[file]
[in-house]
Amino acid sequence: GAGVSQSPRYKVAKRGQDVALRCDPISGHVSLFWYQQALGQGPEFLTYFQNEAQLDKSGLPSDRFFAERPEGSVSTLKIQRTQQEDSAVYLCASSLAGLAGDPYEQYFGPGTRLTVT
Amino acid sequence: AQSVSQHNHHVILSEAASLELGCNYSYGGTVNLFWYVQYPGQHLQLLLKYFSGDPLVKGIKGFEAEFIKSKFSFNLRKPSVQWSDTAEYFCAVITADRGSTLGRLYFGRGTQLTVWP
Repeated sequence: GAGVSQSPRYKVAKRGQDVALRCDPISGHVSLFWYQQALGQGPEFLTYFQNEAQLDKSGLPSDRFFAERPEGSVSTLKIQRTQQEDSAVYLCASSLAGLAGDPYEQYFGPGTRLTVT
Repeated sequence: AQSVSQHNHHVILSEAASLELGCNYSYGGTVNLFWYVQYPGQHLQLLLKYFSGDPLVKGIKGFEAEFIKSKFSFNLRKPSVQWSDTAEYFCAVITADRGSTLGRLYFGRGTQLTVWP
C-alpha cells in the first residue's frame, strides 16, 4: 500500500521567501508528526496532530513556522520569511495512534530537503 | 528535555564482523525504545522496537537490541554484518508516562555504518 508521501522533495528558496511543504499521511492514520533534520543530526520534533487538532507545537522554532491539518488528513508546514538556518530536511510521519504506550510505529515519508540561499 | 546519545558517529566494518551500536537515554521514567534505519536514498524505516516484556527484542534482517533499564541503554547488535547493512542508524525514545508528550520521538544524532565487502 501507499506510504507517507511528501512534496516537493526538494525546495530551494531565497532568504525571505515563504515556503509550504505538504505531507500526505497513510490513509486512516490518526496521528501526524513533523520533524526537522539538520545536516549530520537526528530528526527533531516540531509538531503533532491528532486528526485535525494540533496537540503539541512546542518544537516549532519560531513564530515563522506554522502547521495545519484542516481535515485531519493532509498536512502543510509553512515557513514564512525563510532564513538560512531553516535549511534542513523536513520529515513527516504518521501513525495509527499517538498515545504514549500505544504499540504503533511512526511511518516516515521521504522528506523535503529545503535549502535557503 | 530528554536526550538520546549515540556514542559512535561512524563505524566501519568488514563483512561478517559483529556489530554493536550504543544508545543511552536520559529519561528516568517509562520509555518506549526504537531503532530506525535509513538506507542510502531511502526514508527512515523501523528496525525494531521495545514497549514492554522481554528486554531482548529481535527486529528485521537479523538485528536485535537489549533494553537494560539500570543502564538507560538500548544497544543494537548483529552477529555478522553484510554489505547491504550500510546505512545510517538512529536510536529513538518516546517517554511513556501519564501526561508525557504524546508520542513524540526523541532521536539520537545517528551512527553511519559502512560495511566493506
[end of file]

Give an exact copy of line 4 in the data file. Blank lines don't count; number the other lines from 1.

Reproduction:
Repeated sequence: GAGVSQSPRYKVAKRGQDVALRCDPISGHVSLFWYQQALGQGPEFLTYFQNEAQLDKSGLPSDRFFAERPEGSVSTLKIQRTQQEDSAVYLCASSLAGLAGDPYEQYFGPGTRLTVT